US News & World Report

By Nicole Hemmer

Last week, the Washington Free Beacon published “The Hillary Papers,” a 40-page document from the papers of Clinton confidante Diane Blair that offered a behind-the-scenes look at Hillary Clinton’s time as first lady. Coupled with Rand Paul’s recent comments about the Lewinsky scandal, it’s now clear that the run-up to 2016 will be spent rehashing 20-year-old affairs.

Yet the narrow focus on the events of the Clinton years obscures just how much that era has continued to shape American politics. Just look at the last few years: a Republican insurgency; a government shutdown; whispers of presidential impeachment; the return of Newt Gingrich and CNN’s Crossfire. It’s as though someone decided the template for the 2010s should be the 1990s, only without the peace and prosperity.

The election of Barack Obama was supposed to lead the Democratic Party, and the country, in a different direction. When he promised change in 2008, Obama didn’t just mean a change from the Republican policies of the previous eight years. He also meant a change from the politics of the recent Democratic past, the rancor, partisanship and scandal of the Clinton years.

But it was not to be. Thanks both to his personnel and policy priorities and to his Republican opponents, Obama’s presidency has been less Clinton interruptus and more Clinton redux: a health care debacle, historic Republican victories, a shuttered Capitol, a decidedly tempered liberal agenda.

Granted, the parallels aren’t precise. As Mark Twain purportedly said, history doesn’t repeat itself — but it does rhyme. The “grand bargain” has replaced welfare reform as the symbol of the Democratic Party’s concession to conservatism. The scandals of the Obama era come not from the president’s personal failings but his political ones, a faith in government without oversight that accounts for everything from the botched health care rollout to the ongoing NSA controversy.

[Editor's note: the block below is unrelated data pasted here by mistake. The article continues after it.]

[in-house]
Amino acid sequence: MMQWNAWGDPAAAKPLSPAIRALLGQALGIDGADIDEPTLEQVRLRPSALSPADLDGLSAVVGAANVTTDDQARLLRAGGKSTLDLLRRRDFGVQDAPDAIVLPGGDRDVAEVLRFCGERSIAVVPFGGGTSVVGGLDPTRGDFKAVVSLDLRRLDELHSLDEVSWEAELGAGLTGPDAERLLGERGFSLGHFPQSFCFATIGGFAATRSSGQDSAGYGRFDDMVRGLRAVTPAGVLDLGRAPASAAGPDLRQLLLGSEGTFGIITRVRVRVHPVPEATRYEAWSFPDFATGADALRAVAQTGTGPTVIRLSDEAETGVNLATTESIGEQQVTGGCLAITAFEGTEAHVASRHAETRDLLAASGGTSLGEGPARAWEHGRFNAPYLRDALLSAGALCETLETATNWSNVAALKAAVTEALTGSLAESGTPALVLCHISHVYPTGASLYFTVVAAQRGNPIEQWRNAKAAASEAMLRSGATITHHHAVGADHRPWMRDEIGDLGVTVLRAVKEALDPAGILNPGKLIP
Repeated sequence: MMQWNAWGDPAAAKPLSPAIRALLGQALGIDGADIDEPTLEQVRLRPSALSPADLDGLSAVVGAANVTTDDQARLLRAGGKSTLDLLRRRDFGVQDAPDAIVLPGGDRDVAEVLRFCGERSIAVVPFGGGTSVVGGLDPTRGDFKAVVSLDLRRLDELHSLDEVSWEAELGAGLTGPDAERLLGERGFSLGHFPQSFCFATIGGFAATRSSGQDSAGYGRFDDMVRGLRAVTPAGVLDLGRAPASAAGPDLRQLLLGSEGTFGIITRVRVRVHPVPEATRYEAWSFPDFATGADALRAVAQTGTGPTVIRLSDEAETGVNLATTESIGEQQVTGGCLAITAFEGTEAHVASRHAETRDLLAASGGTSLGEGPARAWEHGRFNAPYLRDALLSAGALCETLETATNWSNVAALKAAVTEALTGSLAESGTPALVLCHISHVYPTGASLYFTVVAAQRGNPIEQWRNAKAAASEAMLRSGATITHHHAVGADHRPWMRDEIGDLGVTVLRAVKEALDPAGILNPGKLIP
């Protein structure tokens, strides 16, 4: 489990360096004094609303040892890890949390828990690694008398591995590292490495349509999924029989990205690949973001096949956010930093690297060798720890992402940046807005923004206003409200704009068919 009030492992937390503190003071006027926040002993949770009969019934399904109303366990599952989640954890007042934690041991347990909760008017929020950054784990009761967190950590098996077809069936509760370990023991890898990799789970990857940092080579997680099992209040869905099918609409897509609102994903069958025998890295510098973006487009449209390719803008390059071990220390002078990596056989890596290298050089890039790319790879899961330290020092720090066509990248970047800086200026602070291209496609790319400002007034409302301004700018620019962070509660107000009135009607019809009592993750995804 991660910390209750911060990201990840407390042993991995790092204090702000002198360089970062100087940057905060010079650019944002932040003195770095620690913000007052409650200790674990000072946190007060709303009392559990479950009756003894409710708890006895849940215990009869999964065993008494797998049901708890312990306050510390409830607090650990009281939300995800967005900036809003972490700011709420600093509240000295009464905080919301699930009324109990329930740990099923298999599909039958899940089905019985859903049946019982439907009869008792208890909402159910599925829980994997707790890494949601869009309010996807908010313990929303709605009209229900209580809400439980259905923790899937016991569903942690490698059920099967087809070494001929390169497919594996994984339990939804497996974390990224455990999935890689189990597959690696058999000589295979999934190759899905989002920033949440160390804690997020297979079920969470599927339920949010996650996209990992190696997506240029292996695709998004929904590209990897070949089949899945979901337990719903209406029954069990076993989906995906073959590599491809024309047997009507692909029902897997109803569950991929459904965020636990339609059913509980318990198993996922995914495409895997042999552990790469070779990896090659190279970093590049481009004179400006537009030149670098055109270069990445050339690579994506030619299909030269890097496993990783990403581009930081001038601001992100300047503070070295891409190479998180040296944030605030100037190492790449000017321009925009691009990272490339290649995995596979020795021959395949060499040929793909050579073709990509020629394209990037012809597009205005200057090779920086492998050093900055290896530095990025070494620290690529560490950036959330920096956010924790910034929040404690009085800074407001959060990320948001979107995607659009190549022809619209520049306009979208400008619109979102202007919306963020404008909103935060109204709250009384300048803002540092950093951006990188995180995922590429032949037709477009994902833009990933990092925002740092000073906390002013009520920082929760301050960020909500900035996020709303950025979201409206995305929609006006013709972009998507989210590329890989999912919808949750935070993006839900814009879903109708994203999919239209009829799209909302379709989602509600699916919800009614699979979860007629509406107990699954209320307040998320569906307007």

At least the poisonous politics of the Clinton era had a cultural counterweight, a spirit of optimism borne of the decade’s robust economy and relative peace. Near the end of the Clinton years NBC began airing “The West Wing.” Jed Bartlett and his team may not have scored many policy victories, but their earnest devotion to democracy gave Americans an administration they could admire. Today’s escape from political reality? “House of Cards.” Frank Underwood gets things done, but viewers would be hard-pressed to find a darker, more cynical depiction of politics.

There are, of course, larger forces at play. The parallels between the Clinton and Obama administrations are in part a consequence of being Democrats in a conservative age. In the face of unyielding Republican opposition, any broad liberal agenda quickly gives way to incrementalism. Hillary Clinton may be the heir apparent for the Democrats in 2016, but it’s difficult to imagine any politician who could lead the party in a dramatically different direction.

So prepare to relitigate the 1990s: the blue dress, the Starr Report, Whitewater, Troopergate, even — heaven help us — the death of Vince Foster. The next few years will see a return to the Clinton era. But it should be an easy journey back. After all, we never really left.

This article was originally published in the US News & World Report